Justin Williams

Justin WilliamsExploring the effects of a development intervention: the Merhabete Integrated Rural Development Project, Amhara Region, Ethiopia

Supervisors: Dr Jonathan Fisher and Dr Claire McLoughlin

Justin Williams’ research is an enquiry into the effects of a single development intervention: the Merhabete Integrated Rural Development Project, implemented by the German NGO Menschen für Menschen in Merhabete district of Amhara Region, Ethiopia, from 1988-2009. The research uses methods of oral history, triangulating different sources (written and oral) to assess the benefits of the project for different individuals and groups including farmers, daily labourers, carpenters and masons, government officials, NGO staff, security guards, cleaners and drivers. He investigates a range of different kinds of effects of the intervention, including transfer of financial and material resources, employment practices, and the effects of the intervention on strengthening or undermining local government.

Profile

Justin’s academic background is in Development Studies, History and English Literature. Since 2003 he has worked at the UK Department for International Development (DFID), now integrated into the Foreign, Commonwealth and Development Office (FCDO). He has spent time working in Damascus, Syria, Dar es Salaam, Tanzania and Addis Ababa, Ethiopia but now lives in London.

Qualifications

  • MSc, Development Studies, London School of Economics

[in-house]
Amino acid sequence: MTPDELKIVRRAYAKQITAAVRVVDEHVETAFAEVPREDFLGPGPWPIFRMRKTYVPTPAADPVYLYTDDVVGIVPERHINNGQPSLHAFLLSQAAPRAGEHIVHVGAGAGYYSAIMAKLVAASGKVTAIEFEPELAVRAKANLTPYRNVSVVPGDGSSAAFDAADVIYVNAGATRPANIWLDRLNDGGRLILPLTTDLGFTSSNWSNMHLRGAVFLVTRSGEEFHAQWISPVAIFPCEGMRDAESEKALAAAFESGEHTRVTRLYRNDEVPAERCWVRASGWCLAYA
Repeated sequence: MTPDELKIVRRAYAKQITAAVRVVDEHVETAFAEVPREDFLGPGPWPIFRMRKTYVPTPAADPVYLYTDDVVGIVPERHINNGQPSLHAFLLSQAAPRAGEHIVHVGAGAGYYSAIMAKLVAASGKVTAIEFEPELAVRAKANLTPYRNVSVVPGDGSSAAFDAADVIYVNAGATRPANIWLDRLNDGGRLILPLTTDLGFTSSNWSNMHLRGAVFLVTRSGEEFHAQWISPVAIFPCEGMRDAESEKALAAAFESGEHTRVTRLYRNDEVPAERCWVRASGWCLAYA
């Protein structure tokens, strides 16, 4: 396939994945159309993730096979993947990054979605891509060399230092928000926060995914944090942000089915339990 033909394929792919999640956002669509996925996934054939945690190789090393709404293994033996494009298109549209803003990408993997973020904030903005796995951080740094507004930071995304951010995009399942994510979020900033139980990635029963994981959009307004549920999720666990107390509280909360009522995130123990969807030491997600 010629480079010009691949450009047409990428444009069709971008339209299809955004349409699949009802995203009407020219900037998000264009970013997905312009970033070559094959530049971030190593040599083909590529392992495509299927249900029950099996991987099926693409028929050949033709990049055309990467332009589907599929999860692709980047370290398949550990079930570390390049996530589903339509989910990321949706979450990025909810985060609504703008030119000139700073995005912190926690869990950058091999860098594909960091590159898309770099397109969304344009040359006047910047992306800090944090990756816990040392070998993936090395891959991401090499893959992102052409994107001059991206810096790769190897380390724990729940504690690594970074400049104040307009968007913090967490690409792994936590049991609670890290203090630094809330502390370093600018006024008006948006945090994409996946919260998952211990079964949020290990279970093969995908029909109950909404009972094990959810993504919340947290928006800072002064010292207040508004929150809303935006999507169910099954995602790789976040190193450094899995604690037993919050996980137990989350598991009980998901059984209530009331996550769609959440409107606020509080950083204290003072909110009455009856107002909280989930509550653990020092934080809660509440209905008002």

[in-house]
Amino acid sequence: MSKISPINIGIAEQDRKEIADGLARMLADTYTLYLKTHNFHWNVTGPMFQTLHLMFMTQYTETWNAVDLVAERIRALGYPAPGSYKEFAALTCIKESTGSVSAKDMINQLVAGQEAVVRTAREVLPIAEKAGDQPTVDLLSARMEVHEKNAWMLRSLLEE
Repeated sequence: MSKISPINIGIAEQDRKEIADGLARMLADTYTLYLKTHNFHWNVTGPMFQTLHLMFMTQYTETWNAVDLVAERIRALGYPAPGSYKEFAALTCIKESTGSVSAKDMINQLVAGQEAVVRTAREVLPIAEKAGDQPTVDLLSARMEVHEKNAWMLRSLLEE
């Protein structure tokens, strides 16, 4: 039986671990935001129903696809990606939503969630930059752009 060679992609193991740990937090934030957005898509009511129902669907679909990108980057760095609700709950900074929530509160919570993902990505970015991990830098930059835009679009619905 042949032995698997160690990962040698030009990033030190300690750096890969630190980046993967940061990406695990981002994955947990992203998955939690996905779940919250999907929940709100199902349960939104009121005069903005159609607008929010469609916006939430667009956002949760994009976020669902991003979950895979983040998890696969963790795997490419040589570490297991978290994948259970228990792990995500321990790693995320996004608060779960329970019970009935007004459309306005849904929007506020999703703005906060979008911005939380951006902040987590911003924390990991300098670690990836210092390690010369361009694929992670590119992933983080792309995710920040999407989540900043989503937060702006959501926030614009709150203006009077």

• BA (Hons), English Language and Literature, Oxford University

Research interests

  • Development Aid
  • Oral history
  • History of Development
  • Development Politics
  • Development Theory
  • Causation in International Relations
  • Actor-Network-Theory in studies of Development

Teaching Responsibilities

  • Development Politics

Publications

  • Williams, Justin (2020), ‘The "Ethnographic Turn" in Peacebuilding: Emancipation, Emotion, and Ethics', Journal of Intervention and Statebuilding, 14(3), pp 459-463.

Conference Papers

  • Africa Studies Association 2020 (Washington DC/ online): ‘Entrenching the State or a Rival Source of Power? Power Relations in a Rural Development Project in Ethiopia, 1988-2009’
  • European Conference on African Studies 2019 (Edinburgh): ‘Studying a rural development project in Ethiopia in the 1990s and early 2000s: the value of historical methods’

Contact details:

Email: jxw1023@student.bham.ac.uk